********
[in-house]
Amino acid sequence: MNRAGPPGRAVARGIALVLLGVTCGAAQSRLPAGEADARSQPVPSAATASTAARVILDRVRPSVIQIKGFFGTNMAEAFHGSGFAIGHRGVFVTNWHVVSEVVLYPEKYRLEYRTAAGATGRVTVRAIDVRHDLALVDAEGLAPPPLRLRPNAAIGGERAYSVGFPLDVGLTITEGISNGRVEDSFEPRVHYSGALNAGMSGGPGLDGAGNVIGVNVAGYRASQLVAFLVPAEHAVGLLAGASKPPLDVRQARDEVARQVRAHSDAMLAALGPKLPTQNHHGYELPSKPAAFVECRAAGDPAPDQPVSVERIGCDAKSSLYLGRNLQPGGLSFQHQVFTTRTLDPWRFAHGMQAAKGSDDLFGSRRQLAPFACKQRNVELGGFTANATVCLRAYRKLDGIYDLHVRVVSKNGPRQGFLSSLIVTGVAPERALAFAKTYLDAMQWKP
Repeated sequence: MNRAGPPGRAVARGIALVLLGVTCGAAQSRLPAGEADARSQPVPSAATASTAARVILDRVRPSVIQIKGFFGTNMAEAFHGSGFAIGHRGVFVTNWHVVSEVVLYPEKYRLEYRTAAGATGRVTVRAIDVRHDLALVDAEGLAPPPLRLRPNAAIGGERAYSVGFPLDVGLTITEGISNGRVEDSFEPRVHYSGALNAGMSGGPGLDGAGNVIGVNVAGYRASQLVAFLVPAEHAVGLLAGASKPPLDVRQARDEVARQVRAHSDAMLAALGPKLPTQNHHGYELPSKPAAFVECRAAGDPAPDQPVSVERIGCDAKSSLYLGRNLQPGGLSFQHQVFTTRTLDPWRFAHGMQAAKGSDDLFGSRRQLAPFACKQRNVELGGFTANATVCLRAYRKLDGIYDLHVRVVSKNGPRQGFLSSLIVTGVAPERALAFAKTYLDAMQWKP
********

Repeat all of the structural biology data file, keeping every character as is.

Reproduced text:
[in-house]
Amino acid sequence: MNRAGPPGRAVARGIALVLLGVTCGAAQSRLPAGEADARSQPVPSAATASTAARVILDRVRPSVIQIKGFFGTNMAEAFHGSGFAIGHRGVFVTNWHVVSEVVLYPEKYRLEYRTAAGATGRVTVRAIDVRHDLALVDAEGLAPPPLRLRPNAAIGGERAYSVGFPLDVGLTITEGISNGRVEDSFEPRVHYSGALNAGMSGGPGLDGAGNVIGVNVAGYRASQLVAFLVPAEHAVGLLAGASKPPLDVRQARDEVARQVRAHSDAMLAALGPKLPTQNHHGYELPSKPAAFVECRAAGDPAPDQPVSVERIGCDAKSSLYLGRNLQPGGLSFQHQVFTTRTLDPWRFAHGMQAAKGSDDLFGSRRQLAPFACKQRNVELGGFTANATVCLRAYRKLDGIYDLHVRVVSKNGPRQGFLSSLIVTGVAPERALAFAKTYLDAMQWKP
Repeated sequence: MNRAGPPGRAVARGIALVLLGVTCGAAQSRLPAGEADARSQPVPSAATASTAARVILDRVRPSVIQIKGFFGTNMAEAFHGSGFAIGHRGVFVTNWHVVSEVVLYPEKYRLEYRTAAGATGRVTVRAIDVRHDLALVDAEGLAPPPLRLRPNAAIGGERAYSVGFPLDVGLTITEGISNGRVEDSFEPRVHYSGALNAGMSGGPGLDGAGNVIGVNVAGYRASQLVAFLVPAEHAVGLLAGASKPPLDVRQARDEVARQVRAHSDAMLAALGPKLPTQNHHGYELPSKPAAFVECRAAGDPAPDQPVSVERIGCDAKSSLYLGRNLQPGGLSFQHQVFTTRTLDPWRFAHGMQAAKGSDDLFGSRRQLAPFACKQRNVELGGFTANATVCLRAYRKLDGIYDLHVRVVSKNGPRQGFLSSLIVTGVAPERALAFAKTYLDAMQWKP